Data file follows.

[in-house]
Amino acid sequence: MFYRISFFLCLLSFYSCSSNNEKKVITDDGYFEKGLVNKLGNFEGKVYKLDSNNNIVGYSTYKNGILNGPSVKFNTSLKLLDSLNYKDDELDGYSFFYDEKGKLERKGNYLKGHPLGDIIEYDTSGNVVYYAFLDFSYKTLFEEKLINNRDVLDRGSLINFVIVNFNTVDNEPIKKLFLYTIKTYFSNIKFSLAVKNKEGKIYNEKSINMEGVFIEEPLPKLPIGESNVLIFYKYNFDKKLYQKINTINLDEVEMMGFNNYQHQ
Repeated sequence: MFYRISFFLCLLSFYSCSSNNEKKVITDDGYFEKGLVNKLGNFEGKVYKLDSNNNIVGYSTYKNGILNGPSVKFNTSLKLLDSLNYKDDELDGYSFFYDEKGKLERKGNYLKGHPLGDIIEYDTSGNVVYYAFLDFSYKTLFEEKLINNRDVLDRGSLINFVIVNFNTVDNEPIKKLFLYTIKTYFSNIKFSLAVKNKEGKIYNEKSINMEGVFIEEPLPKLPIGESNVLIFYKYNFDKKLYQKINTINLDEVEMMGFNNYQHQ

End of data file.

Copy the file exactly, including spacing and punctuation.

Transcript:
[in-house]
Amino acid sequence: MFYRISFFLCLLSFYSCSSNNEKKVITDDGYFEKGLVNKLGNFEGKVYKLDSNNNIVGYSTYKNGILNGPSVKFNTSLKLLDSLNYKDDELDGYSFFYDEKGKLERKGNYLKGHPLGDIIEYDTSGNVVYYAFLDFSYKTLFEEKLINNRDVLDRGSLINFVIVNFNTVDNEPIKKLFLYTIKTYFSNIKFSLAVKNKEGKIYNEKSINMEGVFIEEPLPKLPIGESNVLIFYKYNFDKKLYQKINTINLDEVEMMGFNNYQHQ
Repeated sequence: MFYRISFFLCLLSFYSCSSNNEKKVITDDGYFEKGLVNKLGNFEGKVYKLDSNNNIVGYSTYKNGILNGPSVKFNTSLKLLDSLNYKDDELDGYSFFYDEKGKLERKGNYLKGHPLGDIIEYDTSGNVVYYAFLDFSYKTLFEEKLINNRDVLDRGSLINFVIVNFNTVDNEPIKKLFLYTIKTYFSNIKFSLAVKNKEGKIYNEKSINMEGVFIEEPLPKLPIGESNVLIFYKYNFDKKLYQKINTINLDEVEMMGFNNYQHQ